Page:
Life, Death & Rebirth.

Click here for the Triduum Readings:  Thursday  


                                                                             The Great Vigil of the Resurrection       

                                                                             Resurrection Morning.

[The angel said to the women at the tomb] “Why do you seek the living one among the dead? He is not here, but he has been raised”.     Luke 24:5

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These three days are the holiest in the Christian calendar. They commemorate the events which are the foundation of Christian faith and hope. They are both terrible and wonderful, deadly and full of life. From the grinding, unspeakable crucifixion of the Lord to his triumph over all sin and death and his promise to be with us for all time, this is the glowing Christian message for all time and all people: Life will always and everywhere triumph over death. Hope will always confound despair; love is eternally life-giving, and each one of us, without exception, is welcome into this light and hope-filled world. Within these three days, Jesus revealed the heart of his teaching, and gave us the perfect example of what it means to be Christian. From insisting on washing his disciples’ feet to forgiving those who had unjustifiably crucified him, from giving us his body and blood at the Last Supper so he could be with us forever, to his command to love one another no matter what, the heart of the Christian way of life was forever revealed. Although down through the centuries this perfect message has been torn and sullied, the saints among us, forever guided by God’s Holy Spirit, even today, have always called us back to the truth.

So, on Holy Thursday Jesus gave us two great commands. At the Last Supper, he told us to “do this in memory of me” (Luke 22:19). And this memory was, and is, the real thing (and is considered to be the foundation of the priesthood), for we believe that the blessed bread and wine are the Body and Blood of the Lord, forever present with us and to us. And he also said on that same evening “love one another as I have loved you” (John 15:12) and demonstrated it vividly by washing their feet. This command, or mandate, has given us the name Maundy (Mandate) Thursday.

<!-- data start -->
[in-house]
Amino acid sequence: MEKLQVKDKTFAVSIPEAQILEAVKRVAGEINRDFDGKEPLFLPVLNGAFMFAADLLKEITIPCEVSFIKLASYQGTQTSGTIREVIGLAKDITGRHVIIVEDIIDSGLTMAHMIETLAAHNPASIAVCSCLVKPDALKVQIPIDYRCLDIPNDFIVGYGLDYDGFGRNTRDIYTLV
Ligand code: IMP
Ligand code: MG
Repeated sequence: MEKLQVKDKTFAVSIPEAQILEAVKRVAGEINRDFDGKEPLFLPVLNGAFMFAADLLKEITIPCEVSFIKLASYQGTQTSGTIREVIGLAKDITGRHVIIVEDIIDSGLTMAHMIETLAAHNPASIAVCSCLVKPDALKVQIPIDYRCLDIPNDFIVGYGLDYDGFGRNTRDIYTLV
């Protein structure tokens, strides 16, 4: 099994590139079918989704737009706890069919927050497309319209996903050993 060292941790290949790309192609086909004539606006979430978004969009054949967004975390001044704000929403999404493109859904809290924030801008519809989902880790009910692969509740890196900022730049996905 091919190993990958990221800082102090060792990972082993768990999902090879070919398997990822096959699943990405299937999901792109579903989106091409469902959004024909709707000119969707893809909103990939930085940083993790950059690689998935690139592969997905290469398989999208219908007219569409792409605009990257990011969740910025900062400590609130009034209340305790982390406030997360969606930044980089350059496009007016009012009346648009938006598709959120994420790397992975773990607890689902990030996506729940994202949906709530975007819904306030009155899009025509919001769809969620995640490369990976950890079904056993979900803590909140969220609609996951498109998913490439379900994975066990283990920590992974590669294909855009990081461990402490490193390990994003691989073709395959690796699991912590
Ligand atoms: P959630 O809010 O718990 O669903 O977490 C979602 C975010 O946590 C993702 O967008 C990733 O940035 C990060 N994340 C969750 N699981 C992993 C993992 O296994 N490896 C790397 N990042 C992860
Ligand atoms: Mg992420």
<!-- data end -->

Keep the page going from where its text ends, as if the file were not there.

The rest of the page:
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Edudwar, Maundy Thursday 2022.

On Good Friday, Jesus was called to justify himself, and in doing so to condemn himself to an ignominious death. At his baptism in the Jordan, Jesus heard the voice from heaven state he was God’s Son, and God’s Holy Spirit descended on him, confirming that statement, and anointing him, an action which proclaimed he was the Anointed of God, the Messiah, the Christ. He was given both his identity as Son of God, and his vocation, to be the Messiah of God. So when, according to Mark’s gospel, the oldest and bluntest of the gospels, the high priest asked him point blank, “Are you the Messiah, the Son of the Blessed One? Jesus answered “I AM”, which instantly condemned him to death for blasphemy as it echoed the ineffable and unspeakable Name of God, but, if he was to be loyal both to his identity and his vocation, he had to answer that way (Mark 14:61-62) or he would have betrayed everything he stood for, his mission in ruins.


Jesus Before Caiaphas the High Priest, Flemish c. 1515, Getty Museum Collection, Los Angeles, USA.